Last Thursday, the Supreme Court struck down race-based university admissions policies for violating the 14th Amendment. In response, the far-left cable news outlet MSNBC went into full meltdown mode, decrying the Court as racist while fearmongering over the return of discrimination and segregation.
During one panel discussion, MSNBC host Al Sharpton pulled out all of the stops, claiming that barring universities from accepting students based on the color of their skin was “tantamount to sticking a dagger in our back,” the Daily Caller reported.
Sharpton told MSNBC guest host Alicia Witt that when the Supreme Court said that considering race is unconstitutional, the Court did not consider “the racial history of the country.”
Sharpton suggested that blacks are behind in education because it was illegal to teach blacks to read and write 160 years ago. He also implied that blacks are behind because blacks were slaves until 160 years ago. He argued that the state of things 160 years ago is why affirmative action is “needed.”
Sharpton also blasted what he called the “right-wing Trump Court,” noting that a third of the Supreme Court justices were nominated by President Trump and claiming that the affirmative action decision amounted to the Court pulling “the rug from under you.”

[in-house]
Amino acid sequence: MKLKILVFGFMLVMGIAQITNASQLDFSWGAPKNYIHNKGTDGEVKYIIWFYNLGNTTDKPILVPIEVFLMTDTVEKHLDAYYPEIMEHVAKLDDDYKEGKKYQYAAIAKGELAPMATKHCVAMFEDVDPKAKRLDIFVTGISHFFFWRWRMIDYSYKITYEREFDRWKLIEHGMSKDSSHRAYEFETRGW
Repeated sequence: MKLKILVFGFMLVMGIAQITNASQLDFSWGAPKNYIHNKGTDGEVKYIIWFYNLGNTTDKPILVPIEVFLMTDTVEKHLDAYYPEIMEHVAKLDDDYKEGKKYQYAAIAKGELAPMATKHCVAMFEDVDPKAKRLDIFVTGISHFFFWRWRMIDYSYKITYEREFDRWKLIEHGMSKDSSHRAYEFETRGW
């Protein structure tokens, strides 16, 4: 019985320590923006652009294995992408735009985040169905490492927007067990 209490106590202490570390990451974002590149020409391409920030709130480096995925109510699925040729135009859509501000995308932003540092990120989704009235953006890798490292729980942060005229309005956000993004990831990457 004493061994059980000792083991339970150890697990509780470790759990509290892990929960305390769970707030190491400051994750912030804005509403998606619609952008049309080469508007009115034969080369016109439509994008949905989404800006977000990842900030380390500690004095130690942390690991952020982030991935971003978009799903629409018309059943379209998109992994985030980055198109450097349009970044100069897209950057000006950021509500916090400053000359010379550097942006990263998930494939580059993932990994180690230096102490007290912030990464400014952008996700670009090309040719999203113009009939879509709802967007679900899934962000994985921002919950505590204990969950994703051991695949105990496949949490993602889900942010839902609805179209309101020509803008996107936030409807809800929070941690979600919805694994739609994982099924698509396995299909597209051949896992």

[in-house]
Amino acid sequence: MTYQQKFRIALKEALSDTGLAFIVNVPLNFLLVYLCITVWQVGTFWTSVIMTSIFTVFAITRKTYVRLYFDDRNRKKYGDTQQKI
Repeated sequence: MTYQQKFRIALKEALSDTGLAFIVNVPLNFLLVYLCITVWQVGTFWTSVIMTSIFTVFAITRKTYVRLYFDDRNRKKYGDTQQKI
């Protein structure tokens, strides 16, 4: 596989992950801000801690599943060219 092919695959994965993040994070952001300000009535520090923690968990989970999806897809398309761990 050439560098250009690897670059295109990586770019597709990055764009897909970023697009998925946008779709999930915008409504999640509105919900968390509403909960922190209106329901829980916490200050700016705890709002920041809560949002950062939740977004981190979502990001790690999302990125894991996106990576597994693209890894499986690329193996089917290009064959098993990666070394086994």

Sharpton fretted that corporations and others in the private sector may use the Supreme Court decision to stop race-based hiring, even those companies that “made pledges around the George Floyd movement.”
Saying the ruling is a “tremendous setback,” Sharpton also called for resistance from “every corner,” including the Justice Department and the states, adding that not considering race is “unimaginable.”
The Court heard two affirmative action cases, one challenging the University of North Carolina’s race-based admissions policy and a second challenging Harvard University’s. Justice Ketanji Brown Jackson, a former Harvard official, recused herself from the Harvard case. In the UNC case, the Justices struck down the policy 6 to 3, with all three liberal justices dissenting. In the Harvard case, the decision was 6 to 2, with Justices Elana Kagan and Sonia Sotomayor dissenting.